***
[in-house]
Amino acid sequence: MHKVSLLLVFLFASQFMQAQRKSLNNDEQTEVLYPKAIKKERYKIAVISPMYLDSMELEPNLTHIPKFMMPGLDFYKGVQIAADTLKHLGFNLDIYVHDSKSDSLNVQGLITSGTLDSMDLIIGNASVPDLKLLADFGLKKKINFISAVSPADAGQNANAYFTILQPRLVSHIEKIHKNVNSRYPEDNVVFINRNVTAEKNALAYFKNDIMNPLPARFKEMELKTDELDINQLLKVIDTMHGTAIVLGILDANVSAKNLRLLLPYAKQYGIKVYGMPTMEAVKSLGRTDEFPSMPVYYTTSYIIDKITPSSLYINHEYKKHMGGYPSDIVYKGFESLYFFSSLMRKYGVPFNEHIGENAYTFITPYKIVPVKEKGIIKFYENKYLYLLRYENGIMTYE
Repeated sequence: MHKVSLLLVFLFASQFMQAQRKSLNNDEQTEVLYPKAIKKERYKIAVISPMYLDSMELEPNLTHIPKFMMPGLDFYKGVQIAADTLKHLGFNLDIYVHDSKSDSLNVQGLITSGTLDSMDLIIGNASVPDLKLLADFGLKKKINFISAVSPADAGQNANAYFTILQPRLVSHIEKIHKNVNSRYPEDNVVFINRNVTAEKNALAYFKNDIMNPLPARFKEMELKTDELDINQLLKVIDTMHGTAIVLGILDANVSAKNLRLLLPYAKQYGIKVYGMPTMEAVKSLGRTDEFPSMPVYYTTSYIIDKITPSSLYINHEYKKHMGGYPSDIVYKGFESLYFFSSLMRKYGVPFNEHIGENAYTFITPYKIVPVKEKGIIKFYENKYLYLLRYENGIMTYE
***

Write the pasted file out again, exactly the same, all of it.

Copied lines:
[in-house]
Amino acid sequence: MHKVSLLLVFLFASQFMQAQRKSLNNDEQTEVLYPKAIKKERYKIAVISPMYLDSMELEPNLTHIPKFMMPGLDFYKGVQIAADTLKHLGFNLDIYVHDSKSDSLNVQGLITSGTLDSMDLIIGNASVPDLKLLADFGLKKKINFISAVSPADAGQNANAYFTILQPRLVSHIEKIHKNVNSRYPEDNVVFINRNVTAEKNALAYFKNDIMNPLPARFKEMELKTDELDINQLLKVIDTMHGTAIVLGILDANVSAKNLRLLLPYAKQYGIKVYGMPTMEAVKSLGRTDEFPSMPVYYTTSYIIDKITPSSLYINHEYKKHMGGYPSDIVYKGFESLYFFSSLMRKYGVPFNEHIGENAYTFITPYKIVPVKEKGIIKFYENKYLYLLRYENGIMTYE
Repeated sequence: MHKVSLLLVFLFASQFMQAQRKSLNNDEQTEVLYPKAIKKERYKIAVISPMYLDSMELEPNLTHIPKFMMPGLDFYKGVQIAADTLKHLGFNLDIYVHDSKSDSLNVQGLITSGTLDSMDLIIGNASVPDLKLLADFGLKKKINFISAVSPADAGQNANAYFTILQPRLVSHIEKIHKNVNSRYPEDNVVFINRNVTAEKNALAYFKNDIMNPLPARFKEMELKTDELDINQLLKVIDTMHGTAIVLGILDANVSAKNLRLLLPYAKQYGIKVYGMPTMEAVKSLGRTDEFPSMPVYYTTSYIIDKITPSSLYINHEYKKHMGGYPSDIVYKGFESLYFFSSLMRKYGVPFNEHIGENAYTFITPYKIVPVKEKGIIKFYENKYLYLLRYENGIMTYE